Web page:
You will see VCs and other people in the ecosystem telling you “oh, what a great lifestyle business you have there”, in this incredibly paternalistic and condescending manner.
Maybe you actually want to create a lifestyle business and that is awesome, good for you. Planned and started that way, it could be a thing, but it’ll still suck you in (at least at the start). You will inevitably get ‘the bug’, and welcome to your new life.
As previously mentioned, companies are hard, and they are shit. Indie businesses are often harder than a funded business, because you must turn something out of literally nothing, or negative nothing.
Personally, my aim is to survive.
It’s not this experience of sitting at a table smiling with hipster friends, screaming ‘BUSINESS!’ as the dollars roll in.
It’s this – waking up at 3am every day realising that something has gone wrong, and having to fix it [or as Scott Thomas from Creatively Squared commented to me, not sleeping because you don’t know how to fix it…]. You’re Bob the Builder, if he was on-call 24x7x365.
This is not a lifestyle business unless that lifestyle happens to be having a child that never grows up from being a young toddler, and it also happens to be a server.
This is the number of Pagerduty notifications we send each month. Pagerduty is a tool for developers that sends you alerts (push notification to SMS to phone call with a Microsoft Sam voice) when something is not right.
We have Pagerduty piped into any problem that a post might have going to Instagram, and so for example in May we got over 20,000 notifications sent. For that month.
I actually didn’t realise how insane this chart is until I was chatting with John from Gleam over beer. His Tweet after:
John’s team is at notification number 212, while we’re at about 700,000. Luckily ours are designed to auto-resolve and things like that, but stuff still goes wrong.
The biggest downside of being a solo founder is that you’re responsible for all of this.
In the early days there isn’t anybody else, and even in the later days, you usually have your fingers in so many pies it is just easier [ed: not necessarily smarter].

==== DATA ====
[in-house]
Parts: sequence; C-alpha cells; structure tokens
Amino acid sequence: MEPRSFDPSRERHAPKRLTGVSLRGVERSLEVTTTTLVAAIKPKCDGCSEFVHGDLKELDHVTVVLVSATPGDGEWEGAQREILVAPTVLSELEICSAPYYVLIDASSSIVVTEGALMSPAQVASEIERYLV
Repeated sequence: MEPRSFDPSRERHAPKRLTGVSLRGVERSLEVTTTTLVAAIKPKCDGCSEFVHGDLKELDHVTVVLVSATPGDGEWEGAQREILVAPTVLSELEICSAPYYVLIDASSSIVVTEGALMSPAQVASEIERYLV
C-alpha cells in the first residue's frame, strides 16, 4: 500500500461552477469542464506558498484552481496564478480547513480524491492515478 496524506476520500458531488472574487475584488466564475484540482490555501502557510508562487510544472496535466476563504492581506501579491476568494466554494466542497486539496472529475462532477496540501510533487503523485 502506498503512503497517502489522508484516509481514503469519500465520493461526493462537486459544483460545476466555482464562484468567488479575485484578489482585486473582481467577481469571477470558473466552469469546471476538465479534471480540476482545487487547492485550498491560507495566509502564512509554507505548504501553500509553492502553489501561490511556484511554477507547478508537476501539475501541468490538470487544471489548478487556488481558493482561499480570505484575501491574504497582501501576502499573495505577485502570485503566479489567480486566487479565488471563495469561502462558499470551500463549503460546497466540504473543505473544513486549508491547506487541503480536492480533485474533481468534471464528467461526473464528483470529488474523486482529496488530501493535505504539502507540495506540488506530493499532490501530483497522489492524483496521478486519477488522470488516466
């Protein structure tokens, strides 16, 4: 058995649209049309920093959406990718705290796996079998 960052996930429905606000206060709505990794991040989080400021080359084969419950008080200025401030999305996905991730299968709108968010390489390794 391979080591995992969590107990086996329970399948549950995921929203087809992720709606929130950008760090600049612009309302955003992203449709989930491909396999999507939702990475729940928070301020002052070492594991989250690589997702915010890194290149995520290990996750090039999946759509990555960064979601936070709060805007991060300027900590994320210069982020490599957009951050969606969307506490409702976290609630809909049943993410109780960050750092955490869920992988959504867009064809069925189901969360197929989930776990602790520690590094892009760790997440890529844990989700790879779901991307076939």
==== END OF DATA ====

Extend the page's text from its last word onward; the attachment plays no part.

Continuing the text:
Until about 2 years ago, I was on call the entire time. Thankfully now Gerold on our team looks after 9pm to 9am (my time) 7 days a week so I can sleep.
In the first few years, I’d reliably be woken up every single hour through the night when my phone started ringing.
My partner has PTSD from that noise – for him, it was certainly a rude introduction to my life when he’d also be woken up all night. See what I mean about the kid thing?
And it doesn’t just stop there. Harry (said partner) has a series of photos of “Hugh working in exotic locations because something has gone wrong”.
Here’s us in the British Virgin Islands late last year, when we managed to have a huge database kerfuffle:
I am wonderfully skilled at finding the only places that Wifi or phone reception exists in any location. Also power points in obscure places like bars on islands.
This is not a skill anyone should need to have.
I tell really early stage founders that at some point, the business will ask you to write a cheque for your soul. And the lesson as a founder is that you have to be okay signing that cheque and handing it straight over, no questions asked.
At some point, your company will try and break every relationship you hold close and dear to you.
I am forever thankful that Harry puts up with it, but we probably don’t adequately talk enough about the experience of the partner of a founder, because it’s like doing a startup without doing one.
This is even worse as a solo founder.
Anyway so in the midst of this, some people will condescendingly tell you that you’re running some small or lifestyle business (lol yeah right as if running a café is really that much easier than a VC funded startup).
They are assholes and probably haven’t done anything substantive in their lives, so they are dead to you.
The funny thing with VCs though is that it’s a game of home runs. The majority of their portfolio writes down to zero (ie, it is dead). Of course, everyone wants to be the next Facebook or Google in that portfolio, but statistically the majority die.